Switch the gas regulator valve back to the “On” position, and reset the temperature valve to your desired setting. For safety, your water heater should never be set above 120 degrees Fahrenheit.
STEP 8: Replace the access panel.
Screw or snap the access panel back into place over the pilot light.
There's no reason to abandon a burner just because its pilot blew out. Check out your appliance manufacturer's manual, which you may find online if not saved in your records. It should detail a process similar to what is laid out here.
STEP 1: Switch everything off.
Make sure that all burners are set to “Off,” and the oven is not on.
STEP 2: Remove the burners.
If you'd like, take the opportunity to give them a thorough scrubbing before setting them aside.
STEP 3: Expose the pilot light valves.
Some stovetops lift up to expose the inner workings, while others require you to lift out the drip pans. Either way, when the stovetop is open, you should see a small pipe connecting the two burners on the left, and another small pipe connecting the burners on the right. There is a pilot port in the center of each of these small pipes.
STEP 4: Clean it up.
Use a cloth or paper towel to wipe away any grease or grunge on the pilot light valve and the gas pipes.
STEP 5: Light the pilot light.
Using a long fireplace match or butane barbecue lighter, touch flame to the pilot light ports. The flame should light almost immediately.
STEP 6: Close up the stovetop.
Lower the stovetop lid or put the drip pans back into place. Return the burners to their normal positions.
If your casserole won't cook because your oven isn't getting hot, it's time to check the pilot light.
STEP 1: Ensure the entire appliance is off.
Check that all burners are set to “Off,” and the oven is not running.
STEP 2: Look for the oven's pilot light.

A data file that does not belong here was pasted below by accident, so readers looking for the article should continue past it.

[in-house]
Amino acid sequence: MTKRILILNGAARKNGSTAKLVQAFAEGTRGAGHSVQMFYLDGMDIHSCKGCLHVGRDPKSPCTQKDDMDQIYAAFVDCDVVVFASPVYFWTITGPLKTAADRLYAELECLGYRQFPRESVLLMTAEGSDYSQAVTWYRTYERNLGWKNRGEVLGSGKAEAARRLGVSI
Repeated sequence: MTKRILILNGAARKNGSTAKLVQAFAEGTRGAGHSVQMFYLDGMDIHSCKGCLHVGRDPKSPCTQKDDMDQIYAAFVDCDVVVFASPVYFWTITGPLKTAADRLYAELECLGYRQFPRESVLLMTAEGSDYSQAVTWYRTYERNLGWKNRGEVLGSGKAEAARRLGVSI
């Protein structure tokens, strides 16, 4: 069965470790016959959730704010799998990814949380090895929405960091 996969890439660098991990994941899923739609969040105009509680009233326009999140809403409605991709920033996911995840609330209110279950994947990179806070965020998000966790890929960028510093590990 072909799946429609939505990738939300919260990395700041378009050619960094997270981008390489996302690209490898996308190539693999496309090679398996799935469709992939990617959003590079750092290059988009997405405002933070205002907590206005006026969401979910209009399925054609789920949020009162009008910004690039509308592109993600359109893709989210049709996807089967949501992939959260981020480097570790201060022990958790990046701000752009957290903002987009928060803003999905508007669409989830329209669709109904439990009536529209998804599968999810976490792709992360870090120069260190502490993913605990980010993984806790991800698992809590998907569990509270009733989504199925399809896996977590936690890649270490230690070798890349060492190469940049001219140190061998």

Unlike the stovetop, it can be tricky to find the oven's pilot light, and you might need to get a little bit acrobatic in order to spot-and eventually reach-it. Depending on your brand and model of oven, the pilot light might be in a front corner of the oven, in a back corner of the oven, in the center near the door, or even inside the broiler towards the very back. You'll see a small hole with a tiny valve inside it, often labeled “Pilot Light.” Consult your manufacturer if you don't readily see it.
STEP 3: Apply flame.
Light your long match or barbecue lighter and hold it near the pilot light valve. The flame should catch almost immediately.
There's no need to put on a sweater or shiver in chilly misery. It's not difficult to relight your gas furnace's pilot light. As with these other appliances, it's best to check with the manual first, but you can expect the process to be about as simple as it appears here.
STEP 1: Turn off the furnace's gas valve.
On most furnaces, you'll spot a small valve near the bottom of the unit with three positions: “On,” “Off,” and “Pilot.” Turn the valve to the “Off” position, and wait five minutes to allow any residual gas to clear from the pipes.
STEP 2: Light the pilot light.
Turn the valve to “Pilot.” Near the valve, you'll see a small button labeled “Reset.” Press this button while applying your lit match or butane fireplace lighter to the pilot light valve. Hold the flame steady until the pilot ignites, then release the button.
STEP 3: Turn your furnace back on.
Switch the valve back to the “On” position.
In any of the above scenarios, if your pilot light continues to go out, it may have a faulty thermocouple. While some homeowners are comfortable tackling the job (and the task could cost as little as a $20 replacement part), most prefer to call in a professional to replace this part.